I finally managed to rescue the iPad from Pez’s clasp!!

Yesterday (Saturday 22nd) we had made plans to get up super early and do the tourist thing. We had been advised to do our sight seeing early before the heat and the hoards of people arrived. However, after a terrible nights sleep we woke up at 11 am and so had missed our free breakfast and well and truly missed our early start.

So, like the fools we are we set off in the heat of noon. After all the saying goes “only mad dogs and Englishmen go out in the midday sun”. Our first mission was to hail a taxi from the main road. The taxi drivers are cunning and switch off their meter for white folk so they can charge astronomical prices. We were quoted 150 Baht (£3 approx.) which may sound reasonable but for the 4 minute journey we would pay no more than 30 Baht on the meter. We moved on and haggled a more acceptable 50 Baht and the driver dropped us right at the front gate of The Grand Palace. Pez nearly took the taxi drivers door off by trying to get out onto the main road rather than the pavement, but survived the ordeal.

The Grand Palace is a walled off area (218,000 square metres) in the centre of the old city where the Chakri dynasty used to reside. Now it is a tourist’s haven and a “hotel” for dignitaries visiting Thailand. The buildings, the palace and temples are breathtaking. Every inch is covered with gold and mosaic tiles of every colour. It is extremely well preserved and looked after. The entire interior of the wall surrounding the grounds is covered with an intricate mural, again in gold and fabulous colours. The main highlights were the Grand Palace itself, the Emerald Buddha and the coronation thrones, one made of gold, the other mother of pearl. The Emerald Buddha is housed in an ornate temple, sat high up on a shrine made of gold. Although the Buddha is relatively small it is astonishing that it is so old (discovered nearly 600 years ago) and made of solid jade. In the temple you were welcome, once your shoes were removed, to kneel and bow to the Buddha. Many were doing so, including a special area sectioned off for the Buddhist monks.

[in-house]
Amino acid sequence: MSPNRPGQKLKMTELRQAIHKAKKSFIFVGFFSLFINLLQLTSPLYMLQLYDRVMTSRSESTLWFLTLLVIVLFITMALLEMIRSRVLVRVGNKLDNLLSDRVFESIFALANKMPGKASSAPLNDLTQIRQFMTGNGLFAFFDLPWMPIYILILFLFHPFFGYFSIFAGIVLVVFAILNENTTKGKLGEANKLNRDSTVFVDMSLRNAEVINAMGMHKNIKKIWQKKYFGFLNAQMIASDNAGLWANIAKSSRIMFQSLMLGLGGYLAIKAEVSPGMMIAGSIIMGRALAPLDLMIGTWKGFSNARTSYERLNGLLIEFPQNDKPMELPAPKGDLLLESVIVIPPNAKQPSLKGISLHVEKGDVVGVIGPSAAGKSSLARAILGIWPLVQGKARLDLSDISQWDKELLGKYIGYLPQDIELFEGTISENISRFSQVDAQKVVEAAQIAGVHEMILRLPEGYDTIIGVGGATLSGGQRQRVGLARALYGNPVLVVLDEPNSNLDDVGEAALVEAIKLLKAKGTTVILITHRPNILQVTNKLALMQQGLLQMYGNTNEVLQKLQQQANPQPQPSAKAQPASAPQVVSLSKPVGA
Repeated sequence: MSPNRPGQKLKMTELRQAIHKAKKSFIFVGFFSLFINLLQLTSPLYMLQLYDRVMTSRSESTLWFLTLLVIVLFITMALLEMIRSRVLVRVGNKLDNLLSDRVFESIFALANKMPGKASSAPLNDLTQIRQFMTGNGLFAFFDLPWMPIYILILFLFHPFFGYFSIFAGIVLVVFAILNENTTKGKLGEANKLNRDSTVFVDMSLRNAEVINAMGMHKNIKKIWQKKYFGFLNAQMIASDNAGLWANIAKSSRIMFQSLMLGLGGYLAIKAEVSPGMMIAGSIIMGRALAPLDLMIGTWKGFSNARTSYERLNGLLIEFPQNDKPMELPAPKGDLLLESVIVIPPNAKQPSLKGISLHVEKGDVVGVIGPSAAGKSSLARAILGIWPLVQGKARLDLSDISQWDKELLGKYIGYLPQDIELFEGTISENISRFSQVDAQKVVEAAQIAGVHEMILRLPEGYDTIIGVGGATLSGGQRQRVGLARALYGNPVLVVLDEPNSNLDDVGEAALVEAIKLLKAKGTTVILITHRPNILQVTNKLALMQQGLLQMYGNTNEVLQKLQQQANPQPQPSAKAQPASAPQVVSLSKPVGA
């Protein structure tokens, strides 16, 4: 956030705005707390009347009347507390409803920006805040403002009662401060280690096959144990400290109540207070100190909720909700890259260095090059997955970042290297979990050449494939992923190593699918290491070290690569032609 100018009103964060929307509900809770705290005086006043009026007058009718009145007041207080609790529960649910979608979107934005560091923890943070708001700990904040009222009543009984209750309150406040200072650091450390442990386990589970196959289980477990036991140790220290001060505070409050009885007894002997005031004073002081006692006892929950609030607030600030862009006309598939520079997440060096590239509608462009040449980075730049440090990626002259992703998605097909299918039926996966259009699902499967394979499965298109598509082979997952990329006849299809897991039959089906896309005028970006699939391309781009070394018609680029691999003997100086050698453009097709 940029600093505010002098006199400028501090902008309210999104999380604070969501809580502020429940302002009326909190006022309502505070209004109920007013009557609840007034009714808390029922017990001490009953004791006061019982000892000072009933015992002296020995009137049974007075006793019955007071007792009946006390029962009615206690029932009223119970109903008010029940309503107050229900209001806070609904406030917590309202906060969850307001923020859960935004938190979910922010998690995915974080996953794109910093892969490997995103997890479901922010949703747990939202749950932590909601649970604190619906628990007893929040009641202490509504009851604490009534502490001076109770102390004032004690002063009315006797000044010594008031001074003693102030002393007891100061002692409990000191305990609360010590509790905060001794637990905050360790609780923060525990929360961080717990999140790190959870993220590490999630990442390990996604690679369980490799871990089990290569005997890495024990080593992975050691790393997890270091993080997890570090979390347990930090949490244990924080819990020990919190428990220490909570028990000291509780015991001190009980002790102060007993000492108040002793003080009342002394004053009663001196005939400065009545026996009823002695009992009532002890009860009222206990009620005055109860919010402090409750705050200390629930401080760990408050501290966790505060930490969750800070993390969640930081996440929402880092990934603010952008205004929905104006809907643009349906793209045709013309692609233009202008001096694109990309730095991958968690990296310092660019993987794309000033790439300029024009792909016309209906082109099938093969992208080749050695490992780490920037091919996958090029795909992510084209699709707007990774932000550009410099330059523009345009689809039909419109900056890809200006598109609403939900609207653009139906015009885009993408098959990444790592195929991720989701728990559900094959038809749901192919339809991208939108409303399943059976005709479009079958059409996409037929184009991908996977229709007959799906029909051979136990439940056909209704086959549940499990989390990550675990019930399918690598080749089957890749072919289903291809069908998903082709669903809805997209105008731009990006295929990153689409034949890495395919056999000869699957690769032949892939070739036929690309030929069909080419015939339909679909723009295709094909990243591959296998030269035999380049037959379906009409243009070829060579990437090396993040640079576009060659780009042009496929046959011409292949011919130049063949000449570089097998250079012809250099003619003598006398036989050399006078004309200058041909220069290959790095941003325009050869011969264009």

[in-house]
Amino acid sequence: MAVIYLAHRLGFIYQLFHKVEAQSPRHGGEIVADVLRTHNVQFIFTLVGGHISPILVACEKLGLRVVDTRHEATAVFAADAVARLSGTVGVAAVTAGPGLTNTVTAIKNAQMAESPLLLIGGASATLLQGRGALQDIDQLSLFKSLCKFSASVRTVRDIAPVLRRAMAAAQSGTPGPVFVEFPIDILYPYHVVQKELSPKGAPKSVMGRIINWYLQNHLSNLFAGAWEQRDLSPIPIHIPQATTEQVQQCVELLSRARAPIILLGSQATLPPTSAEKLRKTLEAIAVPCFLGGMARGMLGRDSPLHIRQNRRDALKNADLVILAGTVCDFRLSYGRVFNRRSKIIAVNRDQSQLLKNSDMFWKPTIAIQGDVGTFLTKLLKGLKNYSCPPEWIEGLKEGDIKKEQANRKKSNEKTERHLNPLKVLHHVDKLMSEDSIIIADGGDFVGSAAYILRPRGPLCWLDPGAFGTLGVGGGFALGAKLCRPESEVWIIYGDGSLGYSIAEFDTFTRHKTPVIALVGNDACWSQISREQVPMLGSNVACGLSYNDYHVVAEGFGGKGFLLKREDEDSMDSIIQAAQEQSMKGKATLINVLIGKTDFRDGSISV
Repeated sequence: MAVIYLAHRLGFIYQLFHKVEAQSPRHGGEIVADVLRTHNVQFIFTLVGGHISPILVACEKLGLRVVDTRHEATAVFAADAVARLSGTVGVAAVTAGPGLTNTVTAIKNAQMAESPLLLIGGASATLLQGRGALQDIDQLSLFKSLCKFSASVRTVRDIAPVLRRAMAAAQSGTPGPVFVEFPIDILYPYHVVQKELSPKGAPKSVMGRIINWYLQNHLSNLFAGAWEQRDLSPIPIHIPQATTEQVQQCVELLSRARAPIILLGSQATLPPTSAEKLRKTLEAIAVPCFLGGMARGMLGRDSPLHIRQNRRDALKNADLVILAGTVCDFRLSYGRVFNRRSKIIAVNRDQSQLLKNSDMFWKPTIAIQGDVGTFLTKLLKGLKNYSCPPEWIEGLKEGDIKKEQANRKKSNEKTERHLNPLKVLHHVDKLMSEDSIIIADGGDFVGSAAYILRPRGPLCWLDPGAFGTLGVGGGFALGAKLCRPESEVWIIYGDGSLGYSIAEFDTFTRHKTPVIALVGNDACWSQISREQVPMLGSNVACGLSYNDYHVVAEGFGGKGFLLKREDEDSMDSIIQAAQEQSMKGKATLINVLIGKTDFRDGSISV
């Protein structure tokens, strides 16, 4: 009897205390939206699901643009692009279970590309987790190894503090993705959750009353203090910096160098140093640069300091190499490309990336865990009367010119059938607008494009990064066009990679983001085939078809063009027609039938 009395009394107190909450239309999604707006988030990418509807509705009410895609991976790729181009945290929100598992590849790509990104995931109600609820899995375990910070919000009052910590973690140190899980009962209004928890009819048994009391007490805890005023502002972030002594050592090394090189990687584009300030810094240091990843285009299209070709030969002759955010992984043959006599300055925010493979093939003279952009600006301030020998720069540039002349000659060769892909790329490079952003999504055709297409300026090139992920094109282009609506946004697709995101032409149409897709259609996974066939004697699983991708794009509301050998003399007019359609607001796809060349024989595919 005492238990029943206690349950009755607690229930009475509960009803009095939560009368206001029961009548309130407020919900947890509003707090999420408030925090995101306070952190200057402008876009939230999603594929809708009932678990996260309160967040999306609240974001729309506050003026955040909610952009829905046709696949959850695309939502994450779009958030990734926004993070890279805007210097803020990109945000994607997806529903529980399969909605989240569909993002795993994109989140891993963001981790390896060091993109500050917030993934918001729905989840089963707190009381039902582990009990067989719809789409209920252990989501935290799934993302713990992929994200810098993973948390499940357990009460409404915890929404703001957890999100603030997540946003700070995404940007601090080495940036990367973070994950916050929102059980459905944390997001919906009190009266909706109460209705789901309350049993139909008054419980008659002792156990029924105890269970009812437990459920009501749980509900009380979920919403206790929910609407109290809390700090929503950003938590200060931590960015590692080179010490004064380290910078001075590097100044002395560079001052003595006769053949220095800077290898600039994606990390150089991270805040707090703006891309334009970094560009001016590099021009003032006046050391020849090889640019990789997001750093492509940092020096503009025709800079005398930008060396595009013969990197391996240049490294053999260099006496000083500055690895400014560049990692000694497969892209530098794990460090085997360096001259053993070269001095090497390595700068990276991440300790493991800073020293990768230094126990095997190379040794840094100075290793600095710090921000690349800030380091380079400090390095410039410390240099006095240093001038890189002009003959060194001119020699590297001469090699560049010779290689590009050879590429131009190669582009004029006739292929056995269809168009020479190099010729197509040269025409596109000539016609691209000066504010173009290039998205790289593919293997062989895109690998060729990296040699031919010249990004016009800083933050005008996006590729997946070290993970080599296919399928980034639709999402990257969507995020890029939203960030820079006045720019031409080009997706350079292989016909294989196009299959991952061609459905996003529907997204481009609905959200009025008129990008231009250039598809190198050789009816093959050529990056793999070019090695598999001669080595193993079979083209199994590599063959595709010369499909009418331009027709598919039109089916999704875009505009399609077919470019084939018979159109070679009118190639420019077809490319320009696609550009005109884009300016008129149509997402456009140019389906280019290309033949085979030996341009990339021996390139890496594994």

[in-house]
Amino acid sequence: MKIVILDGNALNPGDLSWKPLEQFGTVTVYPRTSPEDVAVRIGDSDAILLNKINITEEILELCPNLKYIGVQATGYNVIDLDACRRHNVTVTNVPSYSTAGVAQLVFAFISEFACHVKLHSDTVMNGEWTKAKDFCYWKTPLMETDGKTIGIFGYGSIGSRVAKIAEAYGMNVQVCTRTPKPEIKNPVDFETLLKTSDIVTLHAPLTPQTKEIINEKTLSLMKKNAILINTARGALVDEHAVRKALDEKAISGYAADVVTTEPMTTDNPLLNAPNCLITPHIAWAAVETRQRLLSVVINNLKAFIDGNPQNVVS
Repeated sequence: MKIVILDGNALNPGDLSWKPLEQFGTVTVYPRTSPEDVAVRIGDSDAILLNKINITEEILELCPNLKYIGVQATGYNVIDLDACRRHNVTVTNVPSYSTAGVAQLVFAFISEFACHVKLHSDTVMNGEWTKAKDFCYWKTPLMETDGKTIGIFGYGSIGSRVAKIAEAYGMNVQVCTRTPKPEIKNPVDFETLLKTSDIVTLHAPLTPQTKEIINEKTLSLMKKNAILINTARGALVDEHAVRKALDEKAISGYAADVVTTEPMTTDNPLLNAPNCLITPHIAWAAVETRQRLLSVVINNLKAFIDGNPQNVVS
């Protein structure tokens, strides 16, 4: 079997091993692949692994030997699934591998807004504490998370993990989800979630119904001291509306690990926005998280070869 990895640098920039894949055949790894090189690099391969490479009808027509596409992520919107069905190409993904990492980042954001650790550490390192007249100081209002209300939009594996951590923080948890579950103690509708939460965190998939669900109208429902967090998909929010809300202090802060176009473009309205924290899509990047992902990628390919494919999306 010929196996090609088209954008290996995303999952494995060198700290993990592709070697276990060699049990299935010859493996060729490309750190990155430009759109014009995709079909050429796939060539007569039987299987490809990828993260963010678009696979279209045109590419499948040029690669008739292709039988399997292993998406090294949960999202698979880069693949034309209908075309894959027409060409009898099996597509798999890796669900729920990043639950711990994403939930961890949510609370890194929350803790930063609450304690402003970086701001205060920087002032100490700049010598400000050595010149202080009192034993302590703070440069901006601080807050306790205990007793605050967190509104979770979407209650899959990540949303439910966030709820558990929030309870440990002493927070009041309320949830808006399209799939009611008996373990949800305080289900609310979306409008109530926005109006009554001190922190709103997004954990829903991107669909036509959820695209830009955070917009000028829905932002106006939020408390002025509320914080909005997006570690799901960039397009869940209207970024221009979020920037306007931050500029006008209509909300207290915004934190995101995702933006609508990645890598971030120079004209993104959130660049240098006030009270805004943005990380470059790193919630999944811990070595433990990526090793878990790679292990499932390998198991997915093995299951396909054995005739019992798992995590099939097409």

After walking the entire grounds and being bombarded with the locals on the tourist stands outside we walked around the walled palace to Wat Pho, which is the temple of the reclining Buddha. Again housed in a stunning gold temple (which seems too small to house it), this is the largest gold object I have ever seen. It is 46 metres long and 15 metres high, covered in gold leaf and mother of pearl at the head and feet and symbolises the passing of the Buddha into Nirvana.

We then returned to our hostel on Koh San Road as 3 or 4 hours in the heat was more than we could stand – air conditioning is the best invention ever!

We don’t know whether it was because we are hardened to the hassling by the locals or whether it was the Chang beer but we were more relaxed to wander up and down the Koh San Road and haggle for unwanted knock offs of which in the end we bought none. I desperately wanted a sun shade made of wood and paper like Geishas carry but Pez sensibly advised that they will be cheaper elsewhere. Besides he insisted that if I was allowed a Geisha’s brolly he was allowed a Geisha himself.

—–

Today we managed to wake up in time for our free breakfast. Hooray! Many had complained but we were pleasantly surprised by the real yummy coffee and 2 pieces of toast, as that’s about all you can eat in this heat.

We have taken up some excellent advice from Chris Whyld about staying at the Atlanta Hotel on Sukhumvit Road. It was an hour of sitting in hot, sticky, smog-filled traffic, but he was quite right, this place is an Oasis in Bangkok.

Stepping through the traditional glass doors was like stepping back in time. The foyer is decadent, dark, and red, and has black and white tiled flooring with a sweeping spiral staircase leading up to the rooms. The room is basic but we have a balcony and air-con once more. The real hidden treasure of this historic hotel (the first ever built in Bangkok in 1952) is the outside space. There are coca nut trees galore in a small canopy of jungle-like gardens where they are keeping pet turtles, the largest and oldest of which is called Archibald! Then on the other side of the jungle is the first ever swimming pool in Bangkok, which although we haven’t ventured into yet looks very tempting to get out of the 34 degree heat (and that’s in the shade!).

We sat quite happily soaking up the atmosphere and imagining the British 1950s holiday makers wandering the foyer listening to the wireless… I imagine we will be staying here more than 1 night.

Location:Sukhumvit Road,Thailand

1 Comment (+add yours?)

  1. Peter Walker
    Oct 24, 2010 @ 04:35:53

    You want to get on the Singha’s. Don’t want to be dealing with Changovers.

    Reply

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